Emory Peak

We entered 2016 with a resolution to get out of Marfa at least once a weekend – partly for our sanity and partly because the holidays and recent travels have prevented us from exploring our region. So hopefully we will be out and about more in the coming months. Two weekends ago we took advantage of the beautiful weather with a trip to Big Bend National Park.

We decided to hike Emory Peak, the tallest peak in the Chisos Mountains (and the park), to complete our trifecta of Texas peaks. The trifecta includes: Guadalupe Peak, the tallest in Texas, in Guadalupe Mountains National Park; Baldy Peak (Mount Livermore), the 5th tallest, in the Davis Mountains; and Emory Peak, the 9th tallest, in Big Bend National Park. Each peak is the highest peak in its mountain range, and the ranges make up the most popular hiking destinations in west Texas.

The Chisos Mtns.

The Chisos Mtns.

We began our hike at the trail head in the Chisos Basin. It was a gorgeous day – clear skies, temperate weather, and a cool gentle breeze. The first 3.8 miles of the trail lead up a gradual ascent until you reach a series of switchbacks which steeply weave up the side of the mountain.

At the very beginning of the trail - a lovely view of "the window"

At the very beginning of the trail – a lovely view of “the window”

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On the lookout for mountain lions...

On the lookout for mountain lions…

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At the top of the switchbacks, the trail breaks off in several directions – Boot Canyon, South Rim, and Emory Peak. We were interrupted by a family of deer on the trail and hung out for a little bit observing them. There were also a couple of bear boxes at the top in case you wanted to leave your pack to hike the peak.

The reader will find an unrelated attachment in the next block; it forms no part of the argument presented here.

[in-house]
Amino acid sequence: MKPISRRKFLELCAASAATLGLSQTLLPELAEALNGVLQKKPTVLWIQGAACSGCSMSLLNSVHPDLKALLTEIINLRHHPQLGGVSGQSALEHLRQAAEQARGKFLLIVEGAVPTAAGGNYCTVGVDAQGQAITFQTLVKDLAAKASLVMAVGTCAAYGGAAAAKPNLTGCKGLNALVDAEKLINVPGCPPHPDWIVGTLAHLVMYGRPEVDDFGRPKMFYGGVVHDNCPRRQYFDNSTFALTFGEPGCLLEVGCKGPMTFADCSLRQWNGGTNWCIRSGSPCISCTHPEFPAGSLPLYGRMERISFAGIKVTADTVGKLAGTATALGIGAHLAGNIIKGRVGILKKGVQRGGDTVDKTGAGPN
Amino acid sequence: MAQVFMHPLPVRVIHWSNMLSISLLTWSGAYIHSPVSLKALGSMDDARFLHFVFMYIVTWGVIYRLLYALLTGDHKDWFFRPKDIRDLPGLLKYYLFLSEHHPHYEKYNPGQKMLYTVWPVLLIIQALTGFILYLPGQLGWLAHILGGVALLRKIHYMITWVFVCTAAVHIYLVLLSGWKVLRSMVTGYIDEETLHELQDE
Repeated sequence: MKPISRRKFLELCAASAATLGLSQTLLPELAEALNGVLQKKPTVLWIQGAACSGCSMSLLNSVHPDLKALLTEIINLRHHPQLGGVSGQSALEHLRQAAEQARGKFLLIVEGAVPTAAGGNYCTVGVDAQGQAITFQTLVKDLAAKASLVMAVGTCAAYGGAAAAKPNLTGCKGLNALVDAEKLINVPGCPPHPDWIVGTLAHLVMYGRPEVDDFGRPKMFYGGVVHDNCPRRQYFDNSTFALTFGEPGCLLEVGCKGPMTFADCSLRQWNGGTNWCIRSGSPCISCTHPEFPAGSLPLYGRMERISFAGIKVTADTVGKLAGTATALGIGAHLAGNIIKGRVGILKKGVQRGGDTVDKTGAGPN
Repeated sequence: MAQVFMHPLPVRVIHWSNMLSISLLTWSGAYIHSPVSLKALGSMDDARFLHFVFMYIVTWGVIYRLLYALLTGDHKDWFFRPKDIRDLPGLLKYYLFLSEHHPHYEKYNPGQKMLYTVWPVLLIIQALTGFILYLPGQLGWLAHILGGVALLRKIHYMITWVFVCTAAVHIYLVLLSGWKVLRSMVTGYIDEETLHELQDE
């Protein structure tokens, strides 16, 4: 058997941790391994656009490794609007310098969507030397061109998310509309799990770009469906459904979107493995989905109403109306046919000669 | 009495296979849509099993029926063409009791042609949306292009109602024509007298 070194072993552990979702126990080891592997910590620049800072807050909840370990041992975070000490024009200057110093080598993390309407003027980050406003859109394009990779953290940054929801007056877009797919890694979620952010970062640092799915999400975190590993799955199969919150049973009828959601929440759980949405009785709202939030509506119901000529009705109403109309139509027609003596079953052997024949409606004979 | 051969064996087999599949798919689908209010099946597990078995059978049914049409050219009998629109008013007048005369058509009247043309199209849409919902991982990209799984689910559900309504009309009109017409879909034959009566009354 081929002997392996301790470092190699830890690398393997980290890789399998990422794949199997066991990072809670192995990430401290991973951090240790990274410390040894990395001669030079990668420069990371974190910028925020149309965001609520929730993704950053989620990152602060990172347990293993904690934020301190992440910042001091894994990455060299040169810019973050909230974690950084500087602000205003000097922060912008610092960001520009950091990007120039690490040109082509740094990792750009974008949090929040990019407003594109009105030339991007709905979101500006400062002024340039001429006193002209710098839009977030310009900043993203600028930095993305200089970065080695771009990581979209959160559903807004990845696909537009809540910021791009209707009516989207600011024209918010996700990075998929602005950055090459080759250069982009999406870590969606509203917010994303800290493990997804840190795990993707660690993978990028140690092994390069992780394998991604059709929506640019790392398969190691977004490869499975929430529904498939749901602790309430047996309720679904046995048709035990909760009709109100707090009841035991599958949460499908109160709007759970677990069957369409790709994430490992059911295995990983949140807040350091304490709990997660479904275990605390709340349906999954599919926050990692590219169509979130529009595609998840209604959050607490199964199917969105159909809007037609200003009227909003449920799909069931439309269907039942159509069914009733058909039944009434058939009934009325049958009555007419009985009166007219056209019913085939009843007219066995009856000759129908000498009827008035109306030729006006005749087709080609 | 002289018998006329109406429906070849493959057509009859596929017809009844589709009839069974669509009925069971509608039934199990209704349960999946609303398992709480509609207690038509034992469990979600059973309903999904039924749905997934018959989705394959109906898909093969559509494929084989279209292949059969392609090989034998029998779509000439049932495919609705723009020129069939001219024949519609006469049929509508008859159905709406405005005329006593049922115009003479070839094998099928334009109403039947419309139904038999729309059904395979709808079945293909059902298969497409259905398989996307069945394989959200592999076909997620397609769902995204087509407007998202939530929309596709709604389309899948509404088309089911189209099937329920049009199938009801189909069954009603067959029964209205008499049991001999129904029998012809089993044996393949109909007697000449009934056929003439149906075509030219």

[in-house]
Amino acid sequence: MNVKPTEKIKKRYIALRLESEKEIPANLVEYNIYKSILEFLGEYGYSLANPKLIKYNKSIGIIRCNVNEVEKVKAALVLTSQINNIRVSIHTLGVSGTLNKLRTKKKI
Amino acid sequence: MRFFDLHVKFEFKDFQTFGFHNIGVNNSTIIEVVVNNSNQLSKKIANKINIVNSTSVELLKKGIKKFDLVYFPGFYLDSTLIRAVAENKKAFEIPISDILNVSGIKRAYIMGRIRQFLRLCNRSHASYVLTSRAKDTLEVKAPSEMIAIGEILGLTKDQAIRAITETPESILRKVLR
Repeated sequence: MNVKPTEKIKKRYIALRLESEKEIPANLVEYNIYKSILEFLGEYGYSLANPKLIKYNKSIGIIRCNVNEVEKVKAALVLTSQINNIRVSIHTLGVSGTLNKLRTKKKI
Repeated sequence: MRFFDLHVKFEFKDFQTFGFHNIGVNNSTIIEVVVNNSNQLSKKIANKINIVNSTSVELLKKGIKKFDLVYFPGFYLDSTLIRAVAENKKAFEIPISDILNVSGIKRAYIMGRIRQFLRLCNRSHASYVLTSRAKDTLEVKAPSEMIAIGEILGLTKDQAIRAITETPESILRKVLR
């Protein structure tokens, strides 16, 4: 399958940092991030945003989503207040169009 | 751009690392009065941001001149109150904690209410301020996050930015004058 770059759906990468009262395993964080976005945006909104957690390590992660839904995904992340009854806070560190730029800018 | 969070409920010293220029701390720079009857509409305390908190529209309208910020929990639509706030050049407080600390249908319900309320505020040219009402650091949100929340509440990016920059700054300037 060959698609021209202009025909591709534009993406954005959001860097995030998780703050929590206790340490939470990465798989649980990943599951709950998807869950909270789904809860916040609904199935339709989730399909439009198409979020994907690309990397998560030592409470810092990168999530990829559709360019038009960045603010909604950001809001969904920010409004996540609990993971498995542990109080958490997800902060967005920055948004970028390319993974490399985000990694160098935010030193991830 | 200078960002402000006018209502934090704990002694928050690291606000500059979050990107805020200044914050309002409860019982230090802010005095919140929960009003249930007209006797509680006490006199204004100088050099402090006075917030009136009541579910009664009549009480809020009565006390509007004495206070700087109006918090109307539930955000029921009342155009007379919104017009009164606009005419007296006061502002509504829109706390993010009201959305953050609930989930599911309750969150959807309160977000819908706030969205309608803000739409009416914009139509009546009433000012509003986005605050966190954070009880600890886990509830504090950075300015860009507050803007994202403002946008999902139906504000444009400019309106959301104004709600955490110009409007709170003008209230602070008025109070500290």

Love the bear claws - too violent?

Love the bear claws – too violent?

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We had another 1.5 miles to go to the peak. The rest of the trail was pretty exposed; I would hate to hike it in the summer. We had already done the bulk of the hike so I thought the last 1.5 miles would be fairly simple, but they weren’t. It was steep the last half mile, and the trail was dominated by bulky stones that made it more difficult. We finally made it to the top, and there was still one more obstacle. Technically, the top of the peak (the final 25 ft.) is atop an exposed rock face. We had to climb up the face of rock, and true to form, we went the harder way. I had read that if we went around to the right, the climb would be more manageable, but Zach had already started climbing so I followed. It was exhilarating to scale up the rock face and reach the top. The views from the top of the rock are incomparable to those below it. Some people don’t make the final ascent, but I can’t imagine not having done it.

Ugh, rocks everywhere!

Ugh, rocks everywhere!

We climbed straight up because we're dumb

We climbed straight up because we’re dumb

Spectacular views from the top!

Spectacular views from the top!

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Santa Elena Canyon is visible in the distance

Santa Elena Canyon is visible in the distance

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It was such a gorgeously clear day that we were able to see the Davis Mountains faintly in the distance – an absolutely stunning sight.

We climbed down and made our descent. We followed the same trail back to the Chisos basin, though this time it felt like a much longer trek. Exhausted and ready to replenish our bodies, we left the park and headed to Marathon to eat and drink at the White Buffalo Bar. Can’t wait to get back out to Big Bend in the coming months!

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Gage Hotel, Marathon

Gage Hotel, Marathon

White Buffalo Bar

White Buffalo Bar

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